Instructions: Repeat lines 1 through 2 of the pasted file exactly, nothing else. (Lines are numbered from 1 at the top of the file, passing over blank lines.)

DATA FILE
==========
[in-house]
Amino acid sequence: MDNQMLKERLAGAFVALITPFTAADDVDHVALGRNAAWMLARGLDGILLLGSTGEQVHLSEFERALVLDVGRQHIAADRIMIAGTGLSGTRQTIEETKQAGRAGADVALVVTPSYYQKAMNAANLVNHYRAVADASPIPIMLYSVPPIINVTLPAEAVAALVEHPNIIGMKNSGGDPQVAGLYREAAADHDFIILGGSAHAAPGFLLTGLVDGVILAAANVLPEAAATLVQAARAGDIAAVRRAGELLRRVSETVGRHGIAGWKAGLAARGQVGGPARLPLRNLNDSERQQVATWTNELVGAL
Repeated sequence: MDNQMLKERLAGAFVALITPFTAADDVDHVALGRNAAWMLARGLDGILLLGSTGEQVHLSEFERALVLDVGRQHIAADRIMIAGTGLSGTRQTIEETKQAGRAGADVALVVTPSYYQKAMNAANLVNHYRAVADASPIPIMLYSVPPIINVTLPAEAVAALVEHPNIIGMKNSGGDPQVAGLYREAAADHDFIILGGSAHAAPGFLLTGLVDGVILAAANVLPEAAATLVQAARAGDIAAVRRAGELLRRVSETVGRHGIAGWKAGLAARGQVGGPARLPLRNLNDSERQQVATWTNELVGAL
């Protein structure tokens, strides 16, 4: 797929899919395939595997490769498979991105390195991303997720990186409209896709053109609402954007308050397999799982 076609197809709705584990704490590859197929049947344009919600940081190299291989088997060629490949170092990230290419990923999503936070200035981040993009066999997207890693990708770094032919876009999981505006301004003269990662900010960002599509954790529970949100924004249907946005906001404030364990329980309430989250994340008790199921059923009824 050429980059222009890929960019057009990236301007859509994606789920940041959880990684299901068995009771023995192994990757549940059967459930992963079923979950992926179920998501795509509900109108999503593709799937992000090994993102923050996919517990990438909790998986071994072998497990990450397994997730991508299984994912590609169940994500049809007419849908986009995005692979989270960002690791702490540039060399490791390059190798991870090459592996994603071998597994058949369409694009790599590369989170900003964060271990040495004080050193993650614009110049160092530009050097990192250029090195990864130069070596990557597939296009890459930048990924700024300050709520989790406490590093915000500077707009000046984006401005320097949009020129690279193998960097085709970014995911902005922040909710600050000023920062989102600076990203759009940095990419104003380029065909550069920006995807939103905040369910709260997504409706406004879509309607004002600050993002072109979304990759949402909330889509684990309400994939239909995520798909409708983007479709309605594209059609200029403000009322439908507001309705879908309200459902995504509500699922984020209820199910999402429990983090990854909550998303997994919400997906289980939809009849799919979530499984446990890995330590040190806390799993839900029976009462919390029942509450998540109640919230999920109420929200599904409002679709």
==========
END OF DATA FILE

[in-house]
Amino acid sequence: MDNQMLKERLAGAFVALITPFTAADDVDHVALGRNAAWMLARGLDGILLLGSTGEQVHLSEFERALVLDVGRQHIAADRIMIAGTGLSGTRQTIEETKQAGRAGADVALVVTPSYYQKAMNAANLVNHYRAVADASPIPIMLYSVPPIINVTLPAEAVAALVEHPNIIGMKNSGGDPQVAGLYREAAADHDFIILGGSAHAAPGFLLTGLVDGVILAAANVLPEAAATLVQAARAGDIAAVRRAGELLRRVSETVGRHGIAGWKAGLAARGQVGGPARLPLRNLNDSERQQVATWTNELVGAL